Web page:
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September 5, 2012

Smithsonian Lands McCloskey Collection

Fishing for king crab
Crews fish for king crab in the Bering Sea, Alaska. Credit: William McCloskey

Even before he shipped out from Baltimore as a merchant seaman when he was 18 years old, former APL communications staffer and congressional liaison Bill McCloskey (ret. 1989) says he “always had itchy feet.” By age 19, McCloskey had been all over the world, and his wanderlust propelled him to sea for most of the next 50 years, driving him to chronicle the lives of commercial fishermen through six acclaimed books and hundreds and hundreds of riveting photographs.

As of last year, the photographic bounty of his voyages is now safely stored in the Smithsonian Institution’s National Museum of American History (NMAH). “William McCloskey Fishing and World Fisheries Photographic Collection, 1952–2005,” was officially added to the collection in 2011 when the final box was delivered. Measuring at more than five cubic feet of photos (mostly slides), notebooks, and other materials, the collection is a unique and irreplaceable study of the evolution of fishing during the past 50 years. “To me, it’s a treasure trove,” says Paula Johnson, a curator at the NMAH’s Division of Work and Industry. “This is a wonderful collection of important material that reflects the collapse and crisis in the fishing industry.”

Picking salmon in Bristol Bay
Bill McCloskey (right) picks salmon in Bristol Bay, Alaska. Credit: William McCloskey

Long before reality TV was a hit, McCloskey engaged in what viewers today may have only seen on “Deadliest Catch:” He joined working fishing boats seeking king crab and fish in Alaska (a place that he calls his “spiritual home” and that resulted in the novel “Highliners”) and joined crews sailing from New England and Newfoundland and the Grand Banks. He also sailed from shores far from his home, including Australia, Chile, Indonesia, Japan, Norway, and many other ports of call. “I was in love with seafaring, and fishing kept me close to the ocean,” says McCloskey in the living room of his Baltimore home, where he lives with Ann, his wife of more than 50 years.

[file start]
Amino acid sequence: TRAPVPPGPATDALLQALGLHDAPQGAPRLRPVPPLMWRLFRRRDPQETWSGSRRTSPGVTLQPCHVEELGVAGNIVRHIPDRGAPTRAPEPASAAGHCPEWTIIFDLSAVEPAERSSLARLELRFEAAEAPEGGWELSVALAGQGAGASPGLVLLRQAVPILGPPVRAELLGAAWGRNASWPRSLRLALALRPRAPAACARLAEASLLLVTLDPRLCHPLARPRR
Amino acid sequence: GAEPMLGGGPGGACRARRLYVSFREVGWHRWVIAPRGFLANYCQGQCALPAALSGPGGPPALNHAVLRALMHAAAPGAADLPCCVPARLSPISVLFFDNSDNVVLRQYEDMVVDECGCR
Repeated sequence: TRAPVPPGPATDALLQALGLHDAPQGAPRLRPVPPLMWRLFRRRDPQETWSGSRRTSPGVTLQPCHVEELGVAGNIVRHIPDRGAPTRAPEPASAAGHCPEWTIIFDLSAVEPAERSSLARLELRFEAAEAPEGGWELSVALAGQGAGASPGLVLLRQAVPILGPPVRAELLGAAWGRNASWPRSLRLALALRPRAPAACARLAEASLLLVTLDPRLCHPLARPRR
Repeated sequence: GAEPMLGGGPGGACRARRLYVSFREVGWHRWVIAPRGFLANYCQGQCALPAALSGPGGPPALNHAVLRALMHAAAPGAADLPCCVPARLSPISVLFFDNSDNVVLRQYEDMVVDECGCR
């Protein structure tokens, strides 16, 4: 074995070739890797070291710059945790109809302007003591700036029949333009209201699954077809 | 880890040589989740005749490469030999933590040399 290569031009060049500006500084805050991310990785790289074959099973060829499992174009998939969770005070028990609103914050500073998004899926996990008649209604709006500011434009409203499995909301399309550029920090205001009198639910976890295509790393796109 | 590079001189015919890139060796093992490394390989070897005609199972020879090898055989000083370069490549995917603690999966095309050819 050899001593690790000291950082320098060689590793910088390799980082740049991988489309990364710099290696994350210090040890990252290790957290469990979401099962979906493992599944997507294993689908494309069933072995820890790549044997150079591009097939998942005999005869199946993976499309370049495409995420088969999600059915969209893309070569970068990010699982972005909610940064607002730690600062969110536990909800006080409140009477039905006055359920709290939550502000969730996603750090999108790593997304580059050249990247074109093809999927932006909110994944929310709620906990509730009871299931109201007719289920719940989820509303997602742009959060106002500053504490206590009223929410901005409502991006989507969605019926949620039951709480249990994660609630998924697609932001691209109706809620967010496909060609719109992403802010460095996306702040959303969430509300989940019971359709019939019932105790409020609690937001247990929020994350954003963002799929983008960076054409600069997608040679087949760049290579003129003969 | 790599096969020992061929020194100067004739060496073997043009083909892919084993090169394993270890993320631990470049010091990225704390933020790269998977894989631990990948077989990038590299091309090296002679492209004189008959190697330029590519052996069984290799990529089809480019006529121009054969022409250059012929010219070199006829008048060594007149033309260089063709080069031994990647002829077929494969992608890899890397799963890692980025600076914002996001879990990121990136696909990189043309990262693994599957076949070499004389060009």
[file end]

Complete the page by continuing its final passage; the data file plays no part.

Although he was often at sea, “APL was sort of my shelter,” McCloskey says. “Dr. [Ralph] Gibson [director from 1948 to 1969] was very supportive of my travels, and I think a bit intrigued by what I might come back with.” McCloskey traveled to several APL missile tests in far-flung, remote areas, and he wrote about remote APL outposts for "The APL News" during his 27 years at the Laboratory. His other passion, opera, led him to several appearances as a guest on the “Texaco Opera Quiz” radio program from the Metropolitan Opera House in New York.

The Smithsonian’s Johnson says the photographs have value as both historic documents and ethnographic records. “Bill really cared about documenting the crews, the engine rooms, the ports, the processing, the local people, and the village markets,” she says. “The character of the collection is fantastic. There’s a human dimension as well as a wealth of information on fish stocks and the industry.”

For the Smithsonian, one of Bill’s work habits—meticulous detail—was appreciated. “It was impeccably organized,” lauds Cathy Keen, associate curator at the NMAH who handled the archiving of the collection. “It’s appreciated.”

“He threw himself into this,” Johnson says. “Few have the physical and mental stamina to do what he did. Bill worked at getting the whole story from the people most close to it.”

To learn more about McCloskey’s career, photos, and books, visit http://www.williammccloskey.com/.